by Mike Corrigan

It's customary during New Year's transition time for everyone in and around The Inlander who loves music to pick through the previous year's releases and assemble lists of recommendations -- recommendations for each other and for you, oh cherished reader. If among these lists there happens to emerge a common favorite, we go completely maniacal and name it "Album of the Year."

With these, our picks for 2002, we'll try as always to dazzle you with a few $10 words and advance our pet theories with dubious evidence in an effort to affirm our music critic credentials. But really, what it all comes down to is opinion. And love, I suppose. This ain't gospel. It's personal and, as such, completely subjective. Read along with only one commandment to govern you -- the same commandment that governed us during the compilation of these lists: HAVE FUN.

Album of the Year Wilco: Yankee Hotel Foxtrot (Nonesuch)

Wilco front man and songwriter Jeff Tweedy's long trip into the American weird has resulted in an album that flirts with modern textures and noise-art experimentation but is, at its foundation, comfortably familiar. Breaking through all the crackling, tinkling, buzzing, droning background atmospherics are the warm, intimate sounds of strummed guitar, piano, organ and Tweedy's own wonderfully ragged vocals painting wildly expressive portraits. "I Am Trying to Break Your Heart" is an absurdist love song while "Ashes of American Flags" quietly laments our crumbling Western culture while acknowledging the finality of our decisions. "Heavy Metal Drummer" is a fun, summer-y diversion.

This is the Wilco album that was rejected by the band's former label (Reprise) on the grounds that it wasn't commercial enough. Fortunately, there are those in the music industry who see the value of creativity for its own sake. And while there are many who only pay lip service to the notion of popular music as art, there are, fortunately, plenty of musicians out there that care enough about what they're doing to take chances and routinely challenge their audiences. (For the record, Tweedy is in a far better position these days creatively and financially thanks to new label, Nonesuch.) Yankee Hotel Foxtrot smolders with possibilities. It demands your full attention, though it's far too shy to come right out and ask for it.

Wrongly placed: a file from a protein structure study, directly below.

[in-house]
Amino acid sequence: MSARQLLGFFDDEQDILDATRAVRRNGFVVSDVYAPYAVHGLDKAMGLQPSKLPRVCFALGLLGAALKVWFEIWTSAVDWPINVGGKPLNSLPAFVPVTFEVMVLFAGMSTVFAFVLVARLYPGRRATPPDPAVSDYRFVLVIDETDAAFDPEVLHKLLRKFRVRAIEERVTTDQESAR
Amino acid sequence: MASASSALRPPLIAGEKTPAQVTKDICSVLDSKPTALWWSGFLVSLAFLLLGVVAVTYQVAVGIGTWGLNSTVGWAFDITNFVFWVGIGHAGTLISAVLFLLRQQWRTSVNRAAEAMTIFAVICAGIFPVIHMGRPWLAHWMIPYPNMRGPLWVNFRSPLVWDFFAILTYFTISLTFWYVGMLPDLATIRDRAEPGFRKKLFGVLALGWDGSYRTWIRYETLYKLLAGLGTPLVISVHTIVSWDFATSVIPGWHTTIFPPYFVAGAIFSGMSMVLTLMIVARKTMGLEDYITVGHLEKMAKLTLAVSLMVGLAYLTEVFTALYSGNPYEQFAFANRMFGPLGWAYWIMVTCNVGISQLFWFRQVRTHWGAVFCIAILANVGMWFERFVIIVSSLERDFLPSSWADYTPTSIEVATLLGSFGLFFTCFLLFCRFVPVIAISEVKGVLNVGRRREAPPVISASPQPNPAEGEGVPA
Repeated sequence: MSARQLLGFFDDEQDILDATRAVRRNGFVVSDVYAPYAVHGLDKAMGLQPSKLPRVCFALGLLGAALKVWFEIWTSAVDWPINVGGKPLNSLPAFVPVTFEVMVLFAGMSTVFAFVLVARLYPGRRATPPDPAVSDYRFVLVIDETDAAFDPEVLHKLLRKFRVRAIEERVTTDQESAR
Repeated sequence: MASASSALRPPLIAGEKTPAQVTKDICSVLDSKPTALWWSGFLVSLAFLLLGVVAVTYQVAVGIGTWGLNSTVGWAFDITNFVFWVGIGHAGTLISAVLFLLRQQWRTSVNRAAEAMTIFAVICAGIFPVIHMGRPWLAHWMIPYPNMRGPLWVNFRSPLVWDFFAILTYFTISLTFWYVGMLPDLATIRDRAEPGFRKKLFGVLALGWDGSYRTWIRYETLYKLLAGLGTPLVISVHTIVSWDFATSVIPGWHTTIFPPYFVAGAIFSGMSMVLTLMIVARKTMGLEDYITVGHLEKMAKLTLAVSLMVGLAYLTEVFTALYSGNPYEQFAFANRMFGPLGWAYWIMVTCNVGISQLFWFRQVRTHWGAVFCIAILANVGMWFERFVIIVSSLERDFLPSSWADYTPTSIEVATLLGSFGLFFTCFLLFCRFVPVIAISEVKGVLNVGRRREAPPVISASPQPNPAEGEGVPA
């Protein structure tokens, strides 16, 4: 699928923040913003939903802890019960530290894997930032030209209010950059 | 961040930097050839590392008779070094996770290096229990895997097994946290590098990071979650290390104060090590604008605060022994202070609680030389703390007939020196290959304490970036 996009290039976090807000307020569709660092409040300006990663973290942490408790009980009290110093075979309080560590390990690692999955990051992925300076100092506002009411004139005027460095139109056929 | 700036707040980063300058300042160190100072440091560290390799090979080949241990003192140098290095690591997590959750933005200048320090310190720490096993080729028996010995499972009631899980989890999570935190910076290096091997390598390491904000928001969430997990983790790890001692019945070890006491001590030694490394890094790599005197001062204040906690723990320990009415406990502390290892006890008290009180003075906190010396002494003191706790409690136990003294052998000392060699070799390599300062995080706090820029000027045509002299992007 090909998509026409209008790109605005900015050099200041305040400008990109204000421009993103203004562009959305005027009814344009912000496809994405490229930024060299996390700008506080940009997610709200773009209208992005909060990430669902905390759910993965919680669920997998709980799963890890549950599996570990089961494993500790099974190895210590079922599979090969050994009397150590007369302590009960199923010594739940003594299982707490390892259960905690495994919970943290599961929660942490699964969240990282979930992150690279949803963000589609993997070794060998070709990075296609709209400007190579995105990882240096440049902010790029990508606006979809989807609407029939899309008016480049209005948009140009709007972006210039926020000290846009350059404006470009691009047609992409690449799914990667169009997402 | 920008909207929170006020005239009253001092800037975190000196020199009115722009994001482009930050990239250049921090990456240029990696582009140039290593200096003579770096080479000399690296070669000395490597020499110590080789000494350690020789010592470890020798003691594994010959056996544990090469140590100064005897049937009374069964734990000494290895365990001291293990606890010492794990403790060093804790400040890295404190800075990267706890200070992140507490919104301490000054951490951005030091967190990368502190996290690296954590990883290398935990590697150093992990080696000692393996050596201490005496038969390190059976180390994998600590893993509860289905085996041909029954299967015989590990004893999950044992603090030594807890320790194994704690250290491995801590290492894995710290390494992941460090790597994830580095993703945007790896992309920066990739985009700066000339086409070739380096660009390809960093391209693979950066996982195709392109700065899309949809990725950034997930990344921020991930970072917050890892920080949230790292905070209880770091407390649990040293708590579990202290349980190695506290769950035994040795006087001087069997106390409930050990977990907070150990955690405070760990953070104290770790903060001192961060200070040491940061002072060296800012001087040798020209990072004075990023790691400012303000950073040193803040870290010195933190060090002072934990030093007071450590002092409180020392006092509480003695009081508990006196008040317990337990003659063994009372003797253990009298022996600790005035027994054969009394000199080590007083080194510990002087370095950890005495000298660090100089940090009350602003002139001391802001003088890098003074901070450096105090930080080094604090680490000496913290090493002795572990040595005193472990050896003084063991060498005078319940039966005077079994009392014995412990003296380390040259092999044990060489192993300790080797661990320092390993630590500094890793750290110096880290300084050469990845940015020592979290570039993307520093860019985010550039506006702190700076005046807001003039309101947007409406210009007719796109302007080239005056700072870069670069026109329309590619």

Mike Corrigan

Staff Writer, The Inlander

1. Queens of the Stone Age,

Songs for the Deaf (Interscope)

Ah, the Queens. While there were many fine albums released this year that successfully wormed their way into my cortex, none of them took my skull for a ride like Songs for the Deaf. Maybe I was long overdue for a gratuitous regression into the unholy pleasures of riff-heavy fuzz rock. Or maybe these guys got it just so exactly right that I was helpless to resist them on any front. QOTSA have completely exploited the soft underbelly of metal by mixing thunder and menace into a cauldron percolating with smart hooks, silken vocals and raw sex appeal. It's devastating, intoxicating, thoughtful and fun as hell.

2. Wilco, Hotel Yankee Foxtrot (Nonesuch)

3. Sonic Youth, Murray Street (Geffen)

4. Sleater-Kinney, One Beat (Kill Rock Stars)

5. Mary Timony, The Golden Dove (Matador)

6. ...And You Will Know Us by the Trail of Dead, Source Tags & amp; Codes (Interscope)

7. Neko Case, Blacklisted (Bloodshot Records)

8. Flaming Lips, Yoshimi Battles the Pink Robots (Warner)

9. Guided By Voices, Universal Truths and Cycles (Matador)

10.Weezer, Maladroit (Geffen)

Sheri Boggs

Arts & amp; Culture Editor, The Inlander

1. Patty Griffin, 1000 Kisses

(Ato Records)